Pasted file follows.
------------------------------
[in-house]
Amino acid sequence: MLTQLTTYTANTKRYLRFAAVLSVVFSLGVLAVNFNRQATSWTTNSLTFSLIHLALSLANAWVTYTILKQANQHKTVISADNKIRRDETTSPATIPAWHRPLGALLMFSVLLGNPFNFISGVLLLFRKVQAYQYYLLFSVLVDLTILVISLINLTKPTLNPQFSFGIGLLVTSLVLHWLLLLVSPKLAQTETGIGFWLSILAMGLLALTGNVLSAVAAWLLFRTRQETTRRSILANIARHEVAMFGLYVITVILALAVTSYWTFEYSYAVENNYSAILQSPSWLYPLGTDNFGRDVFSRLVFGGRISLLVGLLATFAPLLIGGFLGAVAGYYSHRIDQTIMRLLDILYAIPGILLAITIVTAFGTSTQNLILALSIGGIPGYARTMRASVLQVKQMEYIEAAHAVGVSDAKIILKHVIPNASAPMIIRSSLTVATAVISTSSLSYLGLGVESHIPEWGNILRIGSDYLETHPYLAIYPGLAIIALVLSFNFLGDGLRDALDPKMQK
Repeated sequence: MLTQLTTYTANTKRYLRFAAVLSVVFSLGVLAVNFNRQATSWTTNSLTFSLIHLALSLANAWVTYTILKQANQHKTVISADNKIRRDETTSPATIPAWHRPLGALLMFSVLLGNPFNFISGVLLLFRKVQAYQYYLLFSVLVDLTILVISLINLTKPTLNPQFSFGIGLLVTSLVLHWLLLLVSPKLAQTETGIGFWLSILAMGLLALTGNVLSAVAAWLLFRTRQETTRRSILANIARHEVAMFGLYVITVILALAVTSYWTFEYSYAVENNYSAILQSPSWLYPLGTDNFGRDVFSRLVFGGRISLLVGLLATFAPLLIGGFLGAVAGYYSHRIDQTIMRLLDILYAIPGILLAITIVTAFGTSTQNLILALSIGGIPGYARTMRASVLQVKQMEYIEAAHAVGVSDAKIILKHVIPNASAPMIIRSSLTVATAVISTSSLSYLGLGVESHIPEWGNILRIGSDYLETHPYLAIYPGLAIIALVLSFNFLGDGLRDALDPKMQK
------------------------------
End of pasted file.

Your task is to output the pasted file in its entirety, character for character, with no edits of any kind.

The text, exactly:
[in-house]
Amino acid sequence: MLTQLTTYTANTKRYLRFAAVLSVVFSLGVLAVNFNRQATSWTTNSLTFSLIHLALSLANAWVTYTILKQANQHKTVISADNKIRRDETTSPATIPAWHRPLGALLMFSVLLGNPFNFISGVLLLFRKVQAYQYYLLFSVLVDLTILVISLINLTKPTLNPQFSFGIGLLVTSLVLHWLLLLVSPKLAQTETGIGFWLSILAMGLLALTGNVLSAVAAWLLFRTRQETTRRSILANIARHEVAMFGLYVITVILALAVTSYWTFEYSYAVENNYSAILQSPSWLYPLGTDNFGRDVFSRLVFGGRISLLVGLLATFAPLLIGGFLGAVAGYYSHRIDQTIMRLLDILYAIPGILLAITIVTAFGTSTQNLILALSIGGIPGYARTMRASVLQVKQMEYIEAAHAVGVSDAKIILKHVIPNASAPMIIRSSLTVATAVISTSSLSYLGLGVESHIPEWGNILRIGSDYLETHPYLAIYPGLAIIALVLSFNFLGDGLRDALDPKMQK
Repeated sequence: MLTQLTTYTANTKRYLRFAAVLSVVFSLGVLAVNFNRQATSWTTNSLTFSLIHLALSLANAWVTYTILKQANQHKTVISADNKIRRDETTSPATIPAWHRPLGALLMFSVLLGNPFNFISGVLLLFRKVQAYQYYLLFSVLVDLTILVISLINLTKPTLNPQFSFGIGLLVTSLVLHWLLLLVSPKLAQTETGIGFWLSILAMGLLALTGNVLSAVAAWLLFRTRQETTRRSILANIARHEVAMFGLYVITVILALAVTSYWTFEYSYAVENNYSAILQSPSWLYPLGTDNFGRDVFSRLVFGGRISLLVGLLATFAPLLIGGFLGAVAGYYSHRIDQTIMRLLDILYAIPGILLAITIVTAFGTSTQNLILALSIGGIPGYARTMRASVLQVKQMEYIEAAHAVGVSDAKIILKHVIPNASAPMIIRSSLTVATAVISTSSLSYLGLGVESHIPEWGNILRIGSDYLETHPYLAIYPGLAIIALVLSFNFLGDGLRDALDPKMQK